Once I hit on a design I like, I like to modify various elements to see what else I can come up with. Following on from Sunday sketch #67, I kept the black bars static but mixed up the red bars:
Like the previous sketch, none of the red bars touch each other; they just float amidst the regimented black bars. Chaos and order in harmony!
All you’d need to make this design into a quilt pattern would be squares and rectangles.
On a recent work trip to Tokyo, I popped into the Shibuya branch of Tokyu Hands, a kind of department store with a pretty awesome stationery section. I picked up a new dot pad! I thought nothing could beat my Rhodia dot pad, but this one is spiral-bound, which means it lies flat as I sketch, and it’s got really stiff front and back covers, which means it won’t buckle as I’m sketching at weird angles. I’m in love. If it had perforated pages, my (sketching) life would be complete.
I don’t know if it’s the new pad, or my recent attempts to introduce a bit of colour into my designs (and Instagram feed), but I’ve had a fairly productive sketching week. Working with two colours (rather than my usual black or blue) has opened up some new sketching directions….
Of course, I had to mix order (the black bars) with chaos (the red bars). Whereas the black bars are spaced evenly apart – two rows and two columns away from their neighbours – the red bars can appear anywhere, as long as they’re not touching another red bar. Yes, even with chaos, I need to impose a few rules 🙂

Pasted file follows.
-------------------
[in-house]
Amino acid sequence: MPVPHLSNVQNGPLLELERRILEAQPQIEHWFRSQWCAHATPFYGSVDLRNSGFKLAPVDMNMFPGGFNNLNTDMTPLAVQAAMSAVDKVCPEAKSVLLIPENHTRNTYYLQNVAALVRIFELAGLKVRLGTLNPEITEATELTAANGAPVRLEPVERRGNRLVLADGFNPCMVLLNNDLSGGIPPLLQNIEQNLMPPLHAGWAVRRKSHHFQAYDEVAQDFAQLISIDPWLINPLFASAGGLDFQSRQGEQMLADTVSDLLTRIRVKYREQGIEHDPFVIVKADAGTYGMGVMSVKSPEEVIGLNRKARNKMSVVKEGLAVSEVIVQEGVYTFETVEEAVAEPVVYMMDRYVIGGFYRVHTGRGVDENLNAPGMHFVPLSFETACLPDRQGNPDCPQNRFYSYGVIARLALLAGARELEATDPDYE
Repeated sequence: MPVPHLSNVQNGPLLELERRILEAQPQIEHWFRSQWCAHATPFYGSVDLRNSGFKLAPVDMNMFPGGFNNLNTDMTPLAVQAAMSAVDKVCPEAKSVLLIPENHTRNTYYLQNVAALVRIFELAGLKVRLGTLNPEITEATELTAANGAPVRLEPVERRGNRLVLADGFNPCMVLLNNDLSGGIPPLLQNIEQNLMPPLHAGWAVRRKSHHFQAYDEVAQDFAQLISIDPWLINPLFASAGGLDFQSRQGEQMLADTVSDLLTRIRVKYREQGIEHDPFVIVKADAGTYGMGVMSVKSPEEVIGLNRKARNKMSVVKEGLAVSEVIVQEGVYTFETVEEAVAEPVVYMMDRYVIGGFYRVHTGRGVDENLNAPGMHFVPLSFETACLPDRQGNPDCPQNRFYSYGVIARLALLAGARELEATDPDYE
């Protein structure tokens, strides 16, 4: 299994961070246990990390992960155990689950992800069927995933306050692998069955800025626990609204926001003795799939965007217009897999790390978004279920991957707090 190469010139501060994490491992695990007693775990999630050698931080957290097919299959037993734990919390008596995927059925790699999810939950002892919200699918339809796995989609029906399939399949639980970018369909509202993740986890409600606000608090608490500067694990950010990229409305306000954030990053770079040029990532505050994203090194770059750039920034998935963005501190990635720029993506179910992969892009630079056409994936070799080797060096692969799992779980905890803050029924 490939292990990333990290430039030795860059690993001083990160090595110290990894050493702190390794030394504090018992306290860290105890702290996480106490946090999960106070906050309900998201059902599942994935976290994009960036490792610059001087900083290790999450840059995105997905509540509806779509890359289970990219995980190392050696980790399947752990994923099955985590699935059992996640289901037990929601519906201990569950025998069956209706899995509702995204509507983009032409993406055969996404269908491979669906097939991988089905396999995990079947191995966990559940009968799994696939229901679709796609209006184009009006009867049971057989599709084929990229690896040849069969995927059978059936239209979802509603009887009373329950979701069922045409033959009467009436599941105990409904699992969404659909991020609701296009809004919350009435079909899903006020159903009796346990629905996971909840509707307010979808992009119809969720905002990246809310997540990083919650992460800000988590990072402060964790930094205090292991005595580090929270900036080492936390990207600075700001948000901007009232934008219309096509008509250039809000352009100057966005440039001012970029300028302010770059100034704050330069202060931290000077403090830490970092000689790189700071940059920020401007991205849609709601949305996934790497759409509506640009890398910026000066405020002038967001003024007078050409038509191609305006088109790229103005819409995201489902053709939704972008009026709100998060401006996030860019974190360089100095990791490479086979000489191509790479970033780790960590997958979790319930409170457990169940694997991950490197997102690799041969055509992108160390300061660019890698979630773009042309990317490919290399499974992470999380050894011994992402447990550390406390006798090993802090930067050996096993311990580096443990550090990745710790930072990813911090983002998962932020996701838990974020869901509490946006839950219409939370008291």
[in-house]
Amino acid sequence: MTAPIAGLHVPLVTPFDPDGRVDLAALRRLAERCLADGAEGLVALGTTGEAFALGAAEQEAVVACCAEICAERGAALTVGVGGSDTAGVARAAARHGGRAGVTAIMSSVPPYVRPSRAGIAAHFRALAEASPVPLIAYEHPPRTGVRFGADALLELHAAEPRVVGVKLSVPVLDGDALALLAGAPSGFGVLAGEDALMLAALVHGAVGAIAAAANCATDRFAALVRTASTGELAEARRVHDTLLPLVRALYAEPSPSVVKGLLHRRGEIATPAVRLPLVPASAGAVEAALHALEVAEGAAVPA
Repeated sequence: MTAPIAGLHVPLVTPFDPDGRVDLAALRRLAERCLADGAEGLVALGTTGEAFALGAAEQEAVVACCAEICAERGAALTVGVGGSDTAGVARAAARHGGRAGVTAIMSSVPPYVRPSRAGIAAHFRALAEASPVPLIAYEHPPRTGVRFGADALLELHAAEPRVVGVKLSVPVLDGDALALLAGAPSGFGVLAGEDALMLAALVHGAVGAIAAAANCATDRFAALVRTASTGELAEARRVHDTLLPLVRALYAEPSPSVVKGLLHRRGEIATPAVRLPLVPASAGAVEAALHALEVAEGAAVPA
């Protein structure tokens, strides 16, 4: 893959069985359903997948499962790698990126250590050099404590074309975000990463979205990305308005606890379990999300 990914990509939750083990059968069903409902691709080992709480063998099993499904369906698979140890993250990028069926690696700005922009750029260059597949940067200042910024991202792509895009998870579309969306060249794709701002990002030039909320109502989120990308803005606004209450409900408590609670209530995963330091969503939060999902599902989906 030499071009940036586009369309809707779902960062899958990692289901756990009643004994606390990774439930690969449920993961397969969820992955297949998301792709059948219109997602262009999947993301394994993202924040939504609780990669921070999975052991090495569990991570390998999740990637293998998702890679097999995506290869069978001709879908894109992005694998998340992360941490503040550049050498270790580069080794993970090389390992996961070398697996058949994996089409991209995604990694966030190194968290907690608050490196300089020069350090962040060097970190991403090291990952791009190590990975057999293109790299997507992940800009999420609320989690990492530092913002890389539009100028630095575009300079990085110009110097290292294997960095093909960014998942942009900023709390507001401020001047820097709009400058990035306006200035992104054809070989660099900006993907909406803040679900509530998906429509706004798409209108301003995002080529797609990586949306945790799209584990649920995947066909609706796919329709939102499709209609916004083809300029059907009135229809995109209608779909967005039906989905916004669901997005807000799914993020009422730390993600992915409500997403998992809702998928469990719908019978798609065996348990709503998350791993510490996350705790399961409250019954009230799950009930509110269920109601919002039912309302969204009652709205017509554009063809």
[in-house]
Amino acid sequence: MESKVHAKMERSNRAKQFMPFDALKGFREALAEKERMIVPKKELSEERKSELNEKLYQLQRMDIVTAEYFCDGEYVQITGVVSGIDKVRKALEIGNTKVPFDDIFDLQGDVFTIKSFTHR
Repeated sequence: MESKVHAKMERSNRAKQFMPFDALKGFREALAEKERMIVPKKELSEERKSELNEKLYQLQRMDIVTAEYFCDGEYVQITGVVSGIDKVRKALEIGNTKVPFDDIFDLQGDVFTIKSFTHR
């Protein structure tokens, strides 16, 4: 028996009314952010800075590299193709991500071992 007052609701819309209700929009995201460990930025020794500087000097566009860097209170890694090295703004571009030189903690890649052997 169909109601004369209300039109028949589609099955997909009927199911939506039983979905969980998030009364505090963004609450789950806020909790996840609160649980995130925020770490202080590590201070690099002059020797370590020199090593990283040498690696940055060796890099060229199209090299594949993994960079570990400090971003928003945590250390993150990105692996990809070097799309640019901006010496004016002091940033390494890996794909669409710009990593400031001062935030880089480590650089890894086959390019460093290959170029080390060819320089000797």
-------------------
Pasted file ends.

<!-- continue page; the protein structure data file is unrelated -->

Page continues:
This design could easily be made into a quilt pattern using rectangles and squares.
I’ve been revisiting old themes lately, as I haven’t had much time to sketch amid various other commitments. These things happen. I don’t stress about it… I just make sure when I do have time to sketch, I do as much as I can so I have some spare designs to show, just in case.
This is a design from the ‘windows on the world’ series that I posted a few months ago (sketches #53, #54, #55, #56, #57 and #58). I’ll keep coming back to this idea, because I just love the versatility of such a simple design.
I think to make this one, I’d work out a way of adding half-rectangle triangles directly to the 2×4 rectangles. Or maybe paper-piece them for accuracy.*
*having said that, I just tried foundation paper piecing for the first time yesterday. It took me the better part of 5 hours to make a simple 12″ block! And I still haven’t removed all the paper. I love the idea of FPP in theory, but I’m not sure I love the reality as much as I thought…